BWW Review: Arizona Opera Presents MARIA DE BUENOS AIRES
Birth. Death. Resurrection. If the Gospel of Mary were composed in a different dimension, set in a landscape of mean streets rather than desert, to a cadence and verbiage that was earthy and hard-edged and reminiscent of the rhythms of Beat poets like Ginsburg but set to the mesmerizing rhythms of the tango, it would compute perhaps to Astor Piazzolla's tango opera, MARIA DE BUENOS AIRES.
As Arizona Opera continues its groundbreaking initiative to introduce audiences to new or under-presented but nevertheless worthy works, it has selected as its Season opener this sensual, mysterious, and provocative work.
As much as it is the odyssey of a child born in dysfunction and transported to the life of a streetwalker, her soul ever in the balance, MARIA DE BUENOS AIRES is a feast of the senses, a full-on near-hallucinatory experience of sight and sound, enveloped in Chad Jung's rich blanket of mood lighting and amplified by the intoxicating tempo of conductor Scott Terrell's orchestra. And then, there is the bandoneon, the square box that evokes the haunting and soulful notes of Maria's story, expertly played by Hector del Cuerto.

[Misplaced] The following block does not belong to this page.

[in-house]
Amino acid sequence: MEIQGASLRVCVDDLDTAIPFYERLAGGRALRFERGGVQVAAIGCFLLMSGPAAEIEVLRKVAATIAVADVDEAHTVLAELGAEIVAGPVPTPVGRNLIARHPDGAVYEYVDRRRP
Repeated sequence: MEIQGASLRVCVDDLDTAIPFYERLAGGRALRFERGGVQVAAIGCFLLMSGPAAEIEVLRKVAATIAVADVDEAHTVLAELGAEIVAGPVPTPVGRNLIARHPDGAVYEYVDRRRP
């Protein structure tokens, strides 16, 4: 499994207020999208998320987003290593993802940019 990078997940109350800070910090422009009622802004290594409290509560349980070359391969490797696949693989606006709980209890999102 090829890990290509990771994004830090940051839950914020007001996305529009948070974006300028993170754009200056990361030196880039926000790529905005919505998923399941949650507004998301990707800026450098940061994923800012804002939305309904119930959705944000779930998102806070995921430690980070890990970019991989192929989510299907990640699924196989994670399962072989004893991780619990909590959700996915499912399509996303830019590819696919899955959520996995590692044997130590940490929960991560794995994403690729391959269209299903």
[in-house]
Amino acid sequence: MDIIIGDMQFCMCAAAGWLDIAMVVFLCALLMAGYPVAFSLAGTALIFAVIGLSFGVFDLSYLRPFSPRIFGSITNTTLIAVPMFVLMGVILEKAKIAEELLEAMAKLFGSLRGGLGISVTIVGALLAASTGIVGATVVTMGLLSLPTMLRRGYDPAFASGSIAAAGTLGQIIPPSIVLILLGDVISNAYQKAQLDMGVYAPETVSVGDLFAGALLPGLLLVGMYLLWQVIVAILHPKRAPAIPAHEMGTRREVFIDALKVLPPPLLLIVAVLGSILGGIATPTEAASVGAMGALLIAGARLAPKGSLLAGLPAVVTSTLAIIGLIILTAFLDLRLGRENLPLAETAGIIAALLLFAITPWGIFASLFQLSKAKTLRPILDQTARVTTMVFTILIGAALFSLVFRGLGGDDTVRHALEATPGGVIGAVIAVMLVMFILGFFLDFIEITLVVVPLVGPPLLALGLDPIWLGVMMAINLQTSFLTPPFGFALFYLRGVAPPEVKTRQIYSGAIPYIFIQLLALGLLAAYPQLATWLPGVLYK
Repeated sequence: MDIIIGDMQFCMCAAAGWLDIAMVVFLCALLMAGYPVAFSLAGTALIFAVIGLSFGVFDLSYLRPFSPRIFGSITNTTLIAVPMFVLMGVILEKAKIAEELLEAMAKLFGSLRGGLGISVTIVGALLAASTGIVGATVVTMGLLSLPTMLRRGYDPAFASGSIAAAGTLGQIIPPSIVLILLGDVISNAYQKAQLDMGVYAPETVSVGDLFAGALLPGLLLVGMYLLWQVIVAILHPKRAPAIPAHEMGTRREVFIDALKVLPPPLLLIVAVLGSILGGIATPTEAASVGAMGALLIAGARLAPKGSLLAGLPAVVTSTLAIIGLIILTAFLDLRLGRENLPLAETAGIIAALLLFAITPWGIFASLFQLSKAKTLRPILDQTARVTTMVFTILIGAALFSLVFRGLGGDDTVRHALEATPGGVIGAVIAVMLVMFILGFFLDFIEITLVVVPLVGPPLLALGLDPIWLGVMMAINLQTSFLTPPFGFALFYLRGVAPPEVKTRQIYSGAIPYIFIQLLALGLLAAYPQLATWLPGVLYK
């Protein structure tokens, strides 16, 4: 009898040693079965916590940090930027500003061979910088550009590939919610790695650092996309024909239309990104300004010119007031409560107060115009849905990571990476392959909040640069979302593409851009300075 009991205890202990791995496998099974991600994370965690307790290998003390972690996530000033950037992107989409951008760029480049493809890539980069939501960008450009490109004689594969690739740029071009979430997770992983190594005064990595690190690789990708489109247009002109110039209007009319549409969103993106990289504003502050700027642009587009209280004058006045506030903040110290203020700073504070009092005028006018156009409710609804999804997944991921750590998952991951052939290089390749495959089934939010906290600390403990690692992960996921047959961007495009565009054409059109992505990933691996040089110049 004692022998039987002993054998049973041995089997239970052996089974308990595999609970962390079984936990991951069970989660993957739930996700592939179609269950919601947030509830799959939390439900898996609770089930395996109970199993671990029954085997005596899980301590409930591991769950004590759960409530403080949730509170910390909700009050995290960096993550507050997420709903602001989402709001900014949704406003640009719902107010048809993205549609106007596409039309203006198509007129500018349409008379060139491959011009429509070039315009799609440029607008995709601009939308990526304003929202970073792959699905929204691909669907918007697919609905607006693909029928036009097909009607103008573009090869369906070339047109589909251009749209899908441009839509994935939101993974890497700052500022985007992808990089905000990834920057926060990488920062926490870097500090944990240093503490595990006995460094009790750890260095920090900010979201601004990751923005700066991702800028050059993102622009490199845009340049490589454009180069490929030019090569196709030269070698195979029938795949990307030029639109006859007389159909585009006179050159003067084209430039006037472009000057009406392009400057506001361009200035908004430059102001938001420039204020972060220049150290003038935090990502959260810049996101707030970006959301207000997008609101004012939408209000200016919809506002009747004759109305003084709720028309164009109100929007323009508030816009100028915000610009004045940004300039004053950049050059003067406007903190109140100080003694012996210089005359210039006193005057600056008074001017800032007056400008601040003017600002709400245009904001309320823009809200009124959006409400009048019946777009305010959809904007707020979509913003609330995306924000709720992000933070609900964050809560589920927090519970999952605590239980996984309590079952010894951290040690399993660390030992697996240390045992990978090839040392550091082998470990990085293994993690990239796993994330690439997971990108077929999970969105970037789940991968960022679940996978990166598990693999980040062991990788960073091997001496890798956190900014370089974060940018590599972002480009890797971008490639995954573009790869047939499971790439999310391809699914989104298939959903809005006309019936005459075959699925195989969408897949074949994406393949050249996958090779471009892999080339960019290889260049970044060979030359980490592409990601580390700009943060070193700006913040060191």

In a work that is as much movement (John de Los Santos, director and choreographer) as it is voice, the voices of Catalina Cuervo as Maria and Luis Alejandro Orozco as the payador (Maria's gaucho minstrel,lover, and protector) surge with passion.
The charismatic Celeste Lanuza is extraordinary as El Duende, an exotic and mischievous presence whose incantations define Maria's journey. In what is essentially a non-singing role, Lanuza's performance has a musicality and intensity that is spell-binding.
Finally, a word about the esoteric poetry of Horacio Ferrer's libretto. Is it fully comprehensible? Perhaps not, but, remember, that this is the world of the surreal, and in the world of MARIA DE BUENOS AIRES, it's the experience that counts. On that count, it is a full and magical experience.
Photo credit to Arizona Opera